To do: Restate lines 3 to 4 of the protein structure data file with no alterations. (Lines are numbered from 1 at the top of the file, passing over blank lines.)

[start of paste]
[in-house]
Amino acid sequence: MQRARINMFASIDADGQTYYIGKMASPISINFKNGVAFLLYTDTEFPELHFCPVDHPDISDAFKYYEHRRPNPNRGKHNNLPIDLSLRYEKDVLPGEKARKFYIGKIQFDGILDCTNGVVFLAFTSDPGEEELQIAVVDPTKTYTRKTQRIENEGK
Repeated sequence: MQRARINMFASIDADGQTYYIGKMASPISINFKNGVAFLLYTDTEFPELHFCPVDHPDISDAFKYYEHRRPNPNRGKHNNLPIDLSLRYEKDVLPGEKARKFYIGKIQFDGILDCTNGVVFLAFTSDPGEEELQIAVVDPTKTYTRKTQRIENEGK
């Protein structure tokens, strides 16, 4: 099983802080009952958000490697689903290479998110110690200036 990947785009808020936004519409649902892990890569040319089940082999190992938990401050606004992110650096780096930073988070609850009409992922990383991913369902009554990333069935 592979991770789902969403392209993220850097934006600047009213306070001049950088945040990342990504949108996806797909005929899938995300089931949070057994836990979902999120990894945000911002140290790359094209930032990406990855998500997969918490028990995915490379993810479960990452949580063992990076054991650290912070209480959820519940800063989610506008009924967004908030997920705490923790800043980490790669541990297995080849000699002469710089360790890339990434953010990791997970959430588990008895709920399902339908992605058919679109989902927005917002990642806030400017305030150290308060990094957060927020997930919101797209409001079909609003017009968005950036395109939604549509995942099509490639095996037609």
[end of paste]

Repeated sequence: MQRARINMFASIDADGQTYYIGKMASPISINFKNGVAFLLYTDTEFPELHFCPVDHPDISDAFKYYEHRRPNPNRGKHNNLPIDLSLRYEKDVLPGEKARKFYIGKIQFDGILDCTNGVVFLAFTSDPGEEELQIAVVDPTKTYTRKTQRIENEGK
């Protein structure tokens, strides 16, 4: 099983802080009952958000490697689903290479998110110690200036 990947785009808020936004519409649902892990890569040319089940082999190992938990401050606004992110650096780096930073988070609850009409992922990383991913369902009554990333069935 592979991770789902969403392209993220850097934006600047009213306070001049950088945040990342990504949108996806797909005929899938995300089931949070057994836990979902999120990894945000911002140290790359094209930032990406990855998500997969918490028990995915490379993810479960990452949580063992990076054991650290912070209480959820519940800063989610506008009924967004908030997920705490923790800043980490790669541990297995080849000699002469710089360790890339990434953010990791997970959430588990008895709920399902339908992605058919679109989902927005917002990642806030400017305030150290308060990094957060927020997930919101797209409001079909609003017009968005950036395109939604549509995942099509490639095996037609």